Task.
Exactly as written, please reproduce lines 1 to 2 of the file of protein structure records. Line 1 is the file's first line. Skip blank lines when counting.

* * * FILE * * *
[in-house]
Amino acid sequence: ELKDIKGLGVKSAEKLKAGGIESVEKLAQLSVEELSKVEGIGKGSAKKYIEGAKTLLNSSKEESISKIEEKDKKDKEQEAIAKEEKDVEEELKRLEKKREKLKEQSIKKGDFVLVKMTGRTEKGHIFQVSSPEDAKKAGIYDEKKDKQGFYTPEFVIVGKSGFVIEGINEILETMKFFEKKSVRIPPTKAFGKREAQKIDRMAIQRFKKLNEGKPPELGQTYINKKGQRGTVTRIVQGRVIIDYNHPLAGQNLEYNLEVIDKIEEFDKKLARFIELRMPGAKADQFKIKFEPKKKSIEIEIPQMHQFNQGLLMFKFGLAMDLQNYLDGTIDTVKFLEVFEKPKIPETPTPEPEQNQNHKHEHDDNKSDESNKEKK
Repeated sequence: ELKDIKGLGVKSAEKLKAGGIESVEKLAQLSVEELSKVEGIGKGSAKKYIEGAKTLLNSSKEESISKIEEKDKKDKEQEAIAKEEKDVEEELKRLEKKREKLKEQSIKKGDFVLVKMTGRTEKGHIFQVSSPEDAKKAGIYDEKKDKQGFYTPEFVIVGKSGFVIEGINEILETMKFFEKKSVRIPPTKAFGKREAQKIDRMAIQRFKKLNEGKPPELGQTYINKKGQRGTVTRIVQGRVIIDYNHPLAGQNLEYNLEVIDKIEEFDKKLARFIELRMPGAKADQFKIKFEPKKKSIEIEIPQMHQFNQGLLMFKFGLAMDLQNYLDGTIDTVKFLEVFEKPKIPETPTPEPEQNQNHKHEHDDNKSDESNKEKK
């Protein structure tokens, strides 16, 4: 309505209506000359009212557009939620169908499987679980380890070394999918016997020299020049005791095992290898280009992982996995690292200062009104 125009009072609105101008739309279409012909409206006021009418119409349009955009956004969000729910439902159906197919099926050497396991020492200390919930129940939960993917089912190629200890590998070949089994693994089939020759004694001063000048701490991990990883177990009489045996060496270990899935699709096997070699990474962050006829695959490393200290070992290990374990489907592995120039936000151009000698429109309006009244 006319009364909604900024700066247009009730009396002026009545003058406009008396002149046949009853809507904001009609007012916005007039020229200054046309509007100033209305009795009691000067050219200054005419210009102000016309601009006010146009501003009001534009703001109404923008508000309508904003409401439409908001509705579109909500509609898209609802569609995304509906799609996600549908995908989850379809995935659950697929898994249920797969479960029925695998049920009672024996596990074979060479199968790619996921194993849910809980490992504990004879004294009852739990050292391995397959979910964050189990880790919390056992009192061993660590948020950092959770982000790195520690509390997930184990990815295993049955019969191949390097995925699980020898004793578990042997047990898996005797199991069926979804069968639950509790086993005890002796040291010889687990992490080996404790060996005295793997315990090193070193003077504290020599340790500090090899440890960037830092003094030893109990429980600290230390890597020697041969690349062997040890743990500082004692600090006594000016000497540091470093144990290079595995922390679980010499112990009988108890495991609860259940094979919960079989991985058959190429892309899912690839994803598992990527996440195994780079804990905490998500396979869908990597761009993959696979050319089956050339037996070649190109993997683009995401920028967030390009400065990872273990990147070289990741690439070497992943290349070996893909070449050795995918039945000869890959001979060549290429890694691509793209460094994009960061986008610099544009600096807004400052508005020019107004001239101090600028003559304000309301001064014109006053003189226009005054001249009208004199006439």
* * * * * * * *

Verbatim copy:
[in-house]
Amino acid sequence: ELKDIKGLGVKSAEKLKAGGIESVEKLAQLSVEELSKVEGIGKGSAKKYIEGAKTLLNSSKEESISKIEEKDKKDKEQEAIAKEEKDVEEELKRLEKKREKLKEQSIKKGDFVLVKMTGRTEKGHIFQVSSPEDAKKAGIYDEKKDKQGFYTPEFVIVGKSGFVIEGINEILETMKFFEKKSVRIPPTKAFGKREAQKIDRMAIQRFKKLNEGKPPELGQTYINKKGQRGTVTRIVQGRVIIDYNHPLAGQNLEYNLEVIDKIEEFDKKLARFIELRMPGAKADQFKIKFEPKKKSIEIEIPQMHQFNQGLLMFKFGLAMDLQNYLDGTIDTVKFLEVFEKPKIPETPTPEPEQNQNHKHEHDDNKSDESNKEKK